Finding Those Defining Character Traits
Sometimes characters show up out of nowhere, fully formed, but other times, they are illusive little buggers who keep their secrets hidden. Oftentimes, the key to a character comes to me in one small detail, something that defines the character for me and influences all of his actions and choices.
Sometimes a key detail will come to me while I'm drafting. And, if I'm lucky, it will come before I ever start, but more often than not, the real character works comes after the first draft. Some writers like to do the deep character work before they ever start writing, but I like to do it after the first draft. When I'm drafting, I like to let the characters grow organically with the story, and I let the characters develop on the page, but once I start to revise, I know that there is still a lot of work to be done. That's when I start playing with character traits through writing exercises like journals and character worksheets.
My first character worksheet was done through the YA Muses. I did one for Blake, the main boy in SILVER and then, for fun, answered the same questions for his rival, Austin. One of the questions was what your character would do if they found themselves in Vegas with $500 to spend.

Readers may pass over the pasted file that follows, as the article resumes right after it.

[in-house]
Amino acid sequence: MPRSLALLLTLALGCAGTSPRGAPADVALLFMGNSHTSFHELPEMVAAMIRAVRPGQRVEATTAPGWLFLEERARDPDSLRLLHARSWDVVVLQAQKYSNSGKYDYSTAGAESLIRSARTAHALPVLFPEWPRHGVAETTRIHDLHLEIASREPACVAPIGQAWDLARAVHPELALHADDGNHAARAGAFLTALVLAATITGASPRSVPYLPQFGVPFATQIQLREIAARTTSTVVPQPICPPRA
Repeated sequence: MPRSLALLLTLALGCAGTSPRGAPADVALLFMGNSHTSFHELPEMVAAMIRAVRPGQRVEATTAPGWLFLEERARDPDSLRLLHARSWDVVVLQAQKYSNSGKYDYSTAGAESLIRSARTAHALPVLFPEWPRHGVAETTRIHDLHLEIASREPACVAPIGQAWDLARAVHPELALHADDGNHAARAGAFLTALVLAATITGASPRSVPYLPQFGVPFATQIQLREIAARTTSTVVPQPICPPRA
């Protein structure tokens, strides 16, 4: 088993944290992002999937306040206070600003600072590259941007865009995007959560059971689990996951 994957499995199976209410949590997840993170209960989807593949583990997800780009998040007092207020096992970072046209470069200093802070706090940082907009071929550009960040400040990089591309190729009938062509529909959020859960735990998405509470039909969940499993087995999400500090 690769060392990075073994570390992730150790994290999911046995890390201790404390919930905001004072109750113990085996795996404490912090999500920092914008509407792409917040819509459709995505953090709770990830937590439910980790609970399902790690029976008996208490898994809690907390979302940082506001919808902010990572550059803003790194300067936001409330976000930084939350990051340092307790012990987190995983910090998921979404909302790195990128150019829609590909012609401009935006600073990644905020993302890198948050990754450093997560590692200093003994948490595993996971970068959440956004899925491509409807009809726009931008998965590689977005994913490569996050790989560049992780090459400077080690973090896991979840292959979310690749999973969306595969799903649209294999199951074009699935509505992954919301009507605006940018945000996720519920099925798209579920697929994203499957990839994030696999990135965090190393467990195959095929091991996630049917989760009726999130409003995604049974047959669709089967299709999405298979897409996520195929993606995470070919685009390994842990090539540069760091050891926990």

Blake was easy- he would head to a poker table and put it on one hand (he was always a big money poker player), but Austin surprised me. Austin was trouble with a capital "T" and I kind of assumed that he would do something debauched, but he caught me completely off guard when the answer that came out was that he would use the money to fly back to where ever Brianna happened to be. I'm embarrassed to admit it, but until that moment (many drafts into SILVER) I hadn't realized that Austin was so single-mindedly focused on Brianna. But once I did, it made every subsequent scene with Austin so easy to write. No matter what was happening around him, I knew, that if he could, he would sweep it all aside for the one girl he loved. And that defined every choice he made.
Understanding a character often comes down to understanding what a character wants, both internally and externally. That sounds simple enough in theory, but in reality, the characters often have different goals than I think they do. But those moments when characters surprise me are also the moments when they start to feel real to me.
I'm about to dive into a second draft on a new project, but before I do, I'm going to do a few character worksheets and see what I can discover. Care to join me?